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We find the needle in the haystack and fast

As well as enhancing safety and security, Qognify solutions distill mountains of data into meaningful intelligence to optimise business processes, cut costs and reduce the risk, and mitigate the impact, of shutdowns and service disruptions. The company sells solutions for airports, rail, traffic management, utilities, the financial sector and other environments where even minor setbacks can cost millions of pounds in lost revenue or cause major economic disruption. We spoke to Moti Shabtai, Qognify CEO and president, about the company s suite of big-data solutions, including Qblock, Suspect Search and Operational Intelligence Center.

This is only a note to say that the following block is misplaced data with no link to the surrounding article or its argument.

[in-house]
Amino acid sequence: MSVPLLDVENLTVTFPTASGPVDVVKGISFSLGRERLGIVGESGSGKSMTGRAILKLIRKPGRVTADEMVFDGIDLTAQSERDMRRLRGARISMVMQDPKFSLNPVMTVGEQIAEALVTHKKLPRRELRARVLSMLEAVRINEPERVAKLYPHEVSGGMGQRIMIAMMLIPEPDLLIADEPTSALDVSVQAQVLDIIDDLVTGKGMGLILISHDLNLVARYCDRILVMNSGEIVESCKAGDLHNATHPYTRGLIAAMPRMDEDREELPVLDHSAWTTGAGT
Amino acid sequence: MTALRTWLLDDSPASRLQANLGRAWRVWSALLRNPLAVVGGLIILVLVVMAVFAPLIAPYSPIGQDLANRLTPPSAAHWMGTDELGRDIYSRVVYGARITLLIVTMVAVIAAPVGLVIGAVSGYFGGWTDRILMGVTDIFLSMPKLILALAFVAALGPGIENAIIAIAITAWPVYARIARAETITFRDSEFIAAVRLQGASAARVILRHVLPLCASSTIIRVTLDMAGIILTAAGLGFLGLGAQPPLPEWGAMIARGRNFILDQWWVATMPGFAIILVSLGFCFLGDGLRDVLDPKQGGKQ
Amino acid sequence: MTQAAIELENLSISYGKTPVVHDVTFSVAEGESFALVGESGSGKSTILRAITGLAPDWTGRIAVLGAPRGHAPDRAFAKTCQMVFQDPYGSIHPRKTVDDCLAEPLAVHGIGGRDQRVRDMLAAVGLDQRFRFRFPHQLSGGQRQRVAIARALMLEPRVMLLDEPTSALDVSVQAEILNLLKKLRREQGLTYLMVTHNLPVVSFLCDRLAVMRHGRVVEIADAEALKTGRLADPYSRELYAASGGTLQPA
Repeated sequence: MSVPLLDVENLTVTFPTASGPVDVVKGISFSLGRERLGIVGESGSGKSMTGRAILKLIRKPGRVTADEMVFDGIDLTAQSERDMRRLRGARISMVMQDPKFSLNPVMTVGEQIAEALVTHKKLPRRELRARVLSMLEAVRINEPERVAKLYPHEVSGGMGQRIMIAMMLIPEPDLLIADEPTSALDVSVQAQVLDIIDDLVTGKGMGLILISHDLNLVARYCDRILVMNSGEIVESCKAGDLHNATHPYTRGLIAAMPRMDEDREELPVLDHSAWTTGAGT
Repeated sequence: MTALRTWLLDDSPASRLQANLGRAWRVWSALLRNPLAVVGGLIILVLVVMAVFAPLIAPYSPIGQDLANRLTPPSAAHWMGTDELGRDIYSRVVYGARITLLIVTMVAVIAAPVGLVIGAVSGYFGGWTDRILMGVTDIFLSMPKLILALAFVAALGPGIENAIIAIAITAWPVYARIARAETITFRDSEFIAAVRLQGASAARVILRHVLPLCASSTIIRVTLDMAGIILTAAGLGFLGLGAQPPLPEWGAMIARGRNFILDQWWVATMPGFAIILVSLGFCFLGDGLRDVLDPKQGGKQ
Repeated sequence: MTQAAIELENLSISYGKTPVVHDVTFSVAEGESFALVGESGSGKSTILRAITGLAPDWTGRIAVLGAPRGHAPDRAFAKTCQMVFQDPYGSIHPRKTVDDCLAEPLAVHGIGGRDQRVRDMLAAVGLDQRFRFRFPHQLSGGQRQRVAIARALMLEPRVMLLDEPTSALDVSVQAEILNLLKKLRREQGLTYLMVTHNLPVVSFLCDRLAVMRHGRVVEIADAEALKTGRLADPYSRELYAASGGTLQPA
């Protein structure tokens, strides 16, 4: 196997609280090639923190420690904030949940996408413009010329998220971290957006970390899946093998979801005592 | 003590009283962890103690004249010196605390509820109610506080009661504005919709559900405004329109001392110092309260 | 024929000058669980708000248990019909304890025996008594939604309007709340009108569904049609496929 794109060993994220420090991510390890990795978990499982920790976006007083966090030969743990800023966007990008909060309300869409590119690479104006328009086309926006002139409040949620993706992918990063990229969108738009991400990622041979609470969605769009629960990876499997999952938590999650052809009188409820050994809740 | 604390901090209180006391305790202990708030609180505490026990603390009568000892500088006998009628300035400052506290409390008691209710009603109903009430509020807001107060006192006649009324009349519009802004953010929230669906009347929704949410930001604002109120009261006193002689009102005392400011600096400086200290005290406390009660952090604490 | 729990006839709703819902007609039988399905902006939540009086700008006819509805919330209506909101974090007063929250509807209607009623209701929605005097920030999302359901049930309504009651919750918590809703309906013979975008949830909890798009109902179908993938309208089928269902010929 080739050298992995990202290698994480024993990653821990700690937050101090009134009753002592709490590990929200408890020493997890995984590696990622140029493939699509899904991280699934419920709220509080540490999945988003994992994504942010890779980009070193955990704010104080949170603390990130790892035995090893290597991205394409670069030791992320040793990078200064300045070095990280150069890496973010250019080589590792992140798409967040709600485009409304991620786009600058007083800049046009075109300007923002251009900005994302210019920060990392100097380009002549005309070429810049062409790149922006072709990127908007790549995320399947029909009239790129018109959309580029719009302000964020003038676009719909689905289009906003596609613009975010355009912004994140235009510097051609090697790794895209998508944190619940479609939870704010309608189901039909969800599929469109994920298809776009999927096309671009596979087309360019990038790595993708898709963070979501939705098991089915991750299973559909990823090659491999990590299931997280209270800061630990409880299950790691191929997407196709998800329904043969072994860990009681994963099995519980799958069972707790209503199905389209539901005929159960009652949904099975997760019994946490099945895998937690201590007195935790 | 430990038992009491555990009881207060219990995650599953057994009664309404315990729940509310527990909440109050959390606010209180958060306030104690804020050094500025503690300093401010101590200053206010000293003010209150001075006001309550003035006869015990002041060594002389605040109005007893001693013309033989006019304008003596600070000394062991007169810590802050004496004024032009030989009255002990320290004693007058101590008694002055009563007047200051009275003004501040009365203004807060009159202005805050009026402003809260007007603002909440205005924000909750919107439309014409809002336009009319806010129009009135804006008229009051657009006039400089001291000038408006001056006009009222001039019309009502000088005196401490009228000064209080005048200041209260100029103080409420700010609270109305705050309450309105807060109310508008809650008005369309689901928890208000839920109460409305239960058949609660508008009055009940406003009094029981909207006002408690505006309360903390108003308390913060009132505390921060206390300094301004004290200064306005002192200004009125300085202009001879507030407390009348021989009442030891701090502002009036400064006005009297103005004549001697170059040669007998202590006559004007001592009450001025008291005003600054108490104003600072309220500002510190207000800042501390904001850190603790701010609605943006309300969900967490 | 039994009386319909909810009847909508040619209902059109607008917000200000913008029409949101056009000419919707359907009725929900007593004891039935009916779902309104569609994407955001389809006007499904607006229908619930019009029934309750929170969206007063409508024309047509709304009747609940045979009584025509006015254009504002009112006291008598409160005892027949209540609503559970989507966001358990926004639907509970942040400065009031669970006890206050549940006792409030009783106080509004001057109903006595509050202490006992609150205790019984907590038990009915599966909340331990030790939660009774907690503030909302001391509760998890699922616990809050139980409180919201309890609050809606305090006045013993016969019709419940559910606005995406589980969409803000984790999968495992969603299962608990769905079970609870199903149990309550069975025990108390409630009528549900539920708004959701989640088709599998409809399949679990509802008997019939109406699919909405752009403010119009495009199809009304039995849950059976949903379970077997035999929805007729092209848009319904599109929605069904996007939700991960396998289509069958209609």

IFSEC Global: Please tell us about your Operational Intelligence Center? Moti Shabtai: The Operational Intelligence Center (OIC) can be described as a big data machine that sits on top of our Qognify Situator PSIM solution and provides intelligence to the security team, the operational team, the executive suite as well as the wider organisation. It correlates huge amounts of data to give a snapshot overview, along with deep insight into how the organisation is performing. Using the OIC, an airport can run predictive analytics to assess what would happen if a runway were to be closed One sector where the OIC is proving very popular is airports. They are measured on how many connections airlines choose to have through their airport versus another. If they re not providing a good service, it costs airlines money and therefore they may choose to go with another airport. So, knowing your response times, whether you are meeting your service level agreements and being aware of the number and the root cause of flights being diverted, is vitally important. Using the OIC, an airport can run predictive analytics to assess what would happen if a runway is to be closed. How would it impact the capacity to contain landings?